The church’s long history of commissioning art began with the story of Bezalel and Oholiab putting together objects for the tabernacle, says Cindie Chaise, Art Curator at Tyndale University.
“There’s a sense that things can be created for God’s people to help them in worship, stewardship, and honouring God,” said Chaise.
“Art has a definite place in worship,” adds Toronto-based visual artist Sharon Tiessen. “I think the calling of the artist inside the church is essentially to know God and help others to know God,” Tiessen reiterated.
The element of creativity is a must. “I see a real connection with how God created us and how he invites us into creation,” said Chaise. “God is supremely creative and I think that everyone is inherently creative,” agrees Tiessen.
From an historical perspective, the church has had a strong connection with symbolism and visual imagery. A sweep of art history including the ancient catacombs in Rome, house churches in Syria, idolatry of saints during the Byzantium, and the “Triumph of Orthodoxy” (valuing artists for following a prescribed set of rules to portray biblical stories) provides a glimpse into art’s relationship with faith, lectures Chaise.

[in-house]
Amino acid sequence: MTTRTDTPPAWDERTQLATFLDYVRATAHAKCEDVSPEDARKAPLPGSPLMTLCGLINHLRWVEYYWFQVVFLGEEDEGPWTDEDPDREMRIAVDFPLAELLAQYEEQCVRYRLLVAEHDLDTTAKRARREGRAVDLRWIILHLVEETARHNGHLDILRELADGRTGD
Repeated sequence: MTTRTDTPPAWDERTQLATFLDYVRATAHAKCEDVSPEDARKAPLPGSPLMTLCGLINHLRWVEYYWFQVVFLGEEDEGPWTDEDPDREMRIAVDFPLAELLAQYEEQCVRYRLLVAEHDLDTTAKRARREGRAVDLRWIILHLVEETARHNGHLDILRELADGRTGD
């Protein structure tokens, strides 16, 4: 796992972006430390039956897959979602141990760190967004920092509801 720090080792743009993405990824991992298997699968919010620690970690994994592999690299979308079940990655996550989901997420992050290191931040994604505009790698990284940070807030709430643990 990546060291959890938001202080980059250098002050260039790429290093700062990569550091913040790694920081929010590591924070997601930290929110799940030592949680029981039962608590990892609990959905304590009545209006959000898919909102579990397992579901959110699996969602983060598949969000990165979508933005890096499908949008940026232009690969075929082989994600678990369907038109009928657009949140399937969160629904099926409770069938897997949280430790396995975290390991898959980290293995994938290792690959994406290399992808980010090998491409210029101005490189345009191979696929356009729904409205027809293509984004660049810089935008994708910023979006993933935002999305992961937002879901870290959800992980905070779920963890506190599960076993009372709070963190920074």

A visual vocabulary is important, supports Tiessen. “We need to be thoughtful and contemplative in the current social climate that we live in,” she says, because the deep-rooted relationship between art and faith extends to modern times. “I think that art elicits awareness and being alert in the present,” Tiessen continued.
“The arts present an opportunity to slow down and reevaluate,” adds Chaise. Conversation is essential “[whereby] groups and individuals are talking with each other and actually listening and responding,” she said.
“I would like to see churches get to the point in their Christian life where they really wrestle with what grace is, what it means to take risks, what it means to be human, fallen and simultaneously saints, and to engage in this world that God has given us to explore, play in, work in, experience, and tend.”
Article and photos of Cindie Chaise and Sharon Tiessen by Lia Kim
Artwork, top right: How to Catch a Fish, by Sharon Tiessen (mixed media on found wood)